The game works like this: users can, for free, play for cash prizes by answering questions in what’s known as the “orange queue.” They get two free rounds of questions each day -- topics range from film and geography to history and literature. Teams of three players win by answering more questions in a given time period. Winners -- the payout is usually around $6,000 -- can either pocket the cash or use it for points on the “green queue.”

Getting to the end of the green queue offers the game’s most serious reward, a chance for a payoff of student loans. But the competition is heavy and players make use of a number of options to accumulate points -- they can purchase additional turns to answer questions or invite friends to play the game, or they might watch an ad or answer a survey from a Givling corporate partner. Users across the board spend an average of just under 11 minutes per day on the app, according to the company.

While the maximum amount allowed has changed, users can currently make up to $2,500 in in-game purchases toward game points in a week, the company says. The typical user pays much less, though -- less than $4 each month -- and most have never paid to play.

Belke declined to say how much she had spent in total on the game, but for a few months toward the end of last year she spent the maximum amount each week to purchase more opportunities for points in the green queue, although she says she no longer has the cash to spend that much each week. She now sits at 16th place in the orange queue and 11th in the green queue.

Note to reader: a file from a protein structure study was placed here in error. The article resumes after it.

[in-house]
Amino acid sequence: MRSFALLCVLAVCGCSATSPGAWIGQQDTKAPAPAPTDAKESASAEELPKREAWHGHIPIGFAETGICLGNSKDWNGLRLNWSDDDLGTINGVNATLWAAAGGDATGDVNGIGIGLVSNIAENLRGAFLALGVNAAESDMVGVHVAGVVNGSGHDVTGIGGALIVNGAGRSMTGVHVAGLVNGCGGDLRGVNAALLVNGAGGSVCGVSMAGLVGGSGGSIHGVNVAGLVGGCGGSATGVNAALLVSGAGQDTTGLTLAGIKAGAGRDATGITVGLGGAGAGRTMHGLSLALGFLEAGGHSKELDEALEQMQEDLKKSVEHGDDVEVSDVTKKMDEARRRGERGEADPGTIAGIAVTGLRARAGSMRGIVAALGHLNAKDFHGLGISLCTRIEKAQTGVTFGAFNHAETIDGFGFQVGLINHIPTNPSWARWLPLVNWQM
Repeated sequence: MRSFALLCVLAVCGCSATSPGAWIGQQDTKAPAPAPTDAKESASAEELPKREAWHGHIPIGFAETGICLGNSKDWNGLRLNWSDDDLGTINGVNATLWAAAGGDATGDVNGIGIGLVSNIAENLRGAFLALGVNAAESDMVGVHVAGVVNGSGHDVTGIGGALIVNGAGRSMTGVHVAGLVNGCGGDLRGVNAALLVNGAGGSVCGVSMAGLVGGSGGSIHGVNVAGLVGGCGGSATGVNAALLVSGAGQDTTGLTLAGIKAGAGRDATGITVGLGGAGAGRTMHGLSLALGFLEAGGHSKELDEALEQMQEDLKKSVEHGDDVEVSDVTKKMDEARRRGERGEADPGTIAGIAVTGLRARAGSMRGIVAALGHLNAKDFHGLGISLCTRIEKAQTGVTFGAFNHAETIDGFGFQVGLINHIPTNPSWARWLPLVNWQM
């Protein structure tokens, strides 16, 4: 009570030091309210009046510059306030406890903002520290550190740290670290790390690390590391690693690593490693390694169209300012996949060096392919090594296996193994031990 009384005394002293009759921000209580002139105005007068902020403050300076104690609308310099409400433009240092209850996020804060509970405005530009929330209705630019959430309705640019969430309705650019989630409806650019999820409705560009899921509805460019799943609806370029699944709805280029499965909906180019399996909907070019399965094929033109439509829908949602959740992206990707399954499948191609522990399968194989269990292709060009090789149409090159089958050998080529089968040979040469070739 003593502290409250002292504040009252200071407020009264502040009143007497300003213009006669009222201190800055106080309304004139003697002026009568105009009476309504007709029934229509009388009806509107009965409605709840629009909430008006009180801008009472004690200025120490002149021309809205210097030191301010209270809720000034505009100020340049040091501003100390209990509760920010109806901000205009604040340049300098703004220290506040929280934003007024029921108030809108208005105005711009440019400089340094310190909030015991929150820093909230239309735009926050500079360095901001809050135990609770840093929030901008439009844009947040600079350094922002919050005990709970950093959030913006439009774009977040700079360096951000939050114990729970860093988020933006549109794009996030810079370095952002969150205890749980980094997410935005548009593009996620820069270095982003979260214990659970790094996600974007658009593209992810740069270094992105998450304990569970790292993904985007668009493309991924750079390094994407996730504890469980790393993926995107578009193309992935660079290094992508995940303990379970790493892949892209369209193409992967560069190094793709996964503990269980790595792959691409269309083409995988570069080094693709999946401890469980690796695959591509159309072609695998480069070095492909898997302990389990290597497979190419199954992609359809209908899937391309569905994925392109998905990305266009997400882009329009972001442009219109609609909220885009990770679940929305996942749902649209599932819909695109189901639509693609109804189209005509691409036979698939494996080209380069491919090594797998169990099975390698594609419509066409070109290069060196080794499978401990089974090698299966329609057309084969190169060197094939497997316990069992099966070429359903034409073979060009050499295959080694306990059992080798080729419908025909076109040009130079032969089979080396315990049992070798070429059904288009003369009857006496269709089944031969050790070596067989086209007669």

Those cash purchases by players are one of three main sources of revenue for the company. It generates payments every time users sign up for an offer from a corporate partner (it counts among those refinancing company SoFi, LendKey, Lemonade Insurance, Champion Empowerment Institute, Spent App, Acorns, T-Mobile, Ibotta and others). It also earns money from third-party ads.

"We look to partner with companies that provide value to our users, are trustworthy and are passionate about helping eliminate student loan debt," Beard said.

That model has allowed Givling to grow from revenue of $97 in July 2017 to $6,742 each day a year later. And it just reached its 21st loan payout.

One of those went to Amanda Limoges, who discovered the app through a Facebook post from a friend about nine months ago. Although she did not hold any student loan debt herself, Limoges’s husband, Glen, owed $86,000 in student debt between federal and private loans after completing an undergraduate degree in 2012.

When Givling changed its rules after being warned it didn’t comply with state gambling laws, the changes removed elements of chance and made the game skills based.

Limoges said she decided then to try to commit herself to winning the loan payout. She spent more time on the app in the two months before her win than in the previous seven combined, she said, eventually earning the top prize earlier this year. With the $50,000 payout, she was able to pay off the remainder of her husband’s loans as well as his brother’s.

“It took 15 years off the life of our loans and I believe about nine months off of his little brother’s debt,” she said.

Scholars See Pitfalls

Although the game has made a huge difference to a handful of borrowers like Limoges’s husband, some researchers who study higher ed take a skeptical view of the app as a solution for borrowers seeking student loan relief.

“I worry about it being addictive, just as gambling is addictive. I really worry about that,” said Lindsay Page, an assistant professor in the school of education at the University of Pittsburgh.

Robert Kelchen, an assistant professor of higher education at Seton Hall University, said the game is a reflection of how many companies find the abundance of young adults in student debt a promising opportunity to cultivate new customers. Employers, too, meanwhile, are offering student loan payouts in place of traditional benefits to attract new hires.